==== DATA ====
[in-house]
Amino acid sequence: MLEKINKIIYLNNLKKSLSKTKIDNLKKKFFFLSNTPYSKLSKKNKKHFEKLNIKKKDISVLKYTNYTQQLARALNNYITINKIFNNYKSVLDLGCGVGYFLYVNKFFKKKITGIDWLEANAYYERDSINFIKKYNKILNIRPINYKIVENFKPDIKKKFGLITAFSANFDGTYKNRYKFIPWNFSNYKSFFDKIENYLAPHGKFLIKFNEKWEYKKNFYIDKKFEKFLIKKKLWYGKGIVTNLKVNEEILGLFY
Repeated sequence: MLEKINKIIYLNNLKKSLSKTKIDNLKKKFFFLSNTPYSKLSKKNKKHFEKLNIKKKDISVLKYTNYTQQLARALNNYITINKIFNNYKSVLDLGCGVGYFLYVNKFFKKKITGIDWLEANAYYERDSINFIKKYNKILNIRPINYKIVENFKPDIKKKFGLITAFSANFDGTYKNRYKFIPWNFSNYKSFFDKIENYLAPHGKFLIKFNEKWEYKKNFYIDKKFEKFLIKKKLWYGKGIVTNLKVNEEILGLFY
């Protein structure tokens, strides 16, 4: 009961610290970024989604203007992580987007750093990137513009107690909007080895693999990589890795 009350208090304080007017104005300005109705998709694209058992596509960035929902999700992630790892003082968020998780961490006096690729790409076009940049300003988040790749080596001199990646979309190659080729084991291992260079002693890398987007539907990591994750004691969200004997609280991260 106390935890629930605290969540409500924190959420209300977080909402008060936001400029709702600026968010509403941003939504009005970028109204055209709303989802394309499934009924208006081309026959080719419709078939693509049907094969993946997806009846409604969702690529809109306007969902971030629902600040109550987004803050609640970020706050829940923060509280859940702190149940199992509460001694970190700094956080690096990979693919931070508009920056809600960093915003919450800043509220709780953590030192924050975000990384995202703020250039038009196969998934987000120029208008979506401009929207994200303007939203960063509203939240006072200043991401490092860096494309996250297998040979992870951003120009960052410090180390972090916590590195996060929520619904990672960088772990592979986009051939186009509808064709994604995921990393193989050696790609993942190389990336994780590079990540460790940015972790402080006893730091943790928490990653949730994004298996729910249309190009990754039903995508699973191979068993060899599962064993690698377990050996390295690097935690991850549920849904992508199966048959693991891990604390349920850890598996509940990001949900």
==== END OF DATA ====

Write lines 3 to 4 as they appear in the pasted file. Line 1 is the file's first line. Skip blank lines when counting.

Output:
Repeated sequence: MLEKINKIIYLNNLKKSLSKTKIDNLKKKFFFLSNTPYSKLSKKNKKHFEKLNIKKKDISVLKYTNYTQQLARALNNYITINKIFNNYKSVLDLGCGVGYFLYVNKFFKKKITGIDWLEANAYYERDSINFIKKYNKILNIRPINYKIVENFKPDIKKKFGLITAFSANFDGTYKNRYKFIPWNFSNYKSFFDKIENYLAPHGKFLIKFNEKWEYKKNFYIDKKFEKFLIKKKLWYGKGIVTNLKVNEEILGLFY
């Protein structure tokens, strides 16, 4: 009961610290970024989604203007992580987007750093990137513009107690909007080895693999990589890795 009350208090304080007017104005300005109705998709694209058992596509960035929902999700992630790892003082968020998780961490006096690729790409076009940049300003988040790749080596001199990646979309190659080729084991291992260079002693890398987007539907990591994750004691969200004997609280991260 106390935890629930605290969540409500924190959420209300977080909402008060936001400029709702600026968010509403941003939504009005970028109204055209709303989802394309499934009924208006081309026959080719419709078939693509049907094969993946997806009846409604969702690529809109306007969902971030629902600040109550987004803050609640970020706050829940923060509280859940702190149940199992509460001694970190700094956080690096990979693919931070508009920056809600960093915003919450800043509220709780953590030192924050975000990384995202703020250039038009196969998934987000120029208008979506401009929207994200303007939203960063509203939240006072200043991401490092860096494309996250297998040979992870951003120009960052410090180390972090916590590195996060929520619904990672960088772990592979986009051939186009509808064709994604995921990393193989050696790609993942190389990336994780590079990540460790940015972790402080006893730091943790928490990653949730994004298996729910249309190009990754039903995508699973191979068993060899599962064993690698377990050996390295690097935690991850549920849904992508199966048959693991891990604390349920850890598996509940990001949900």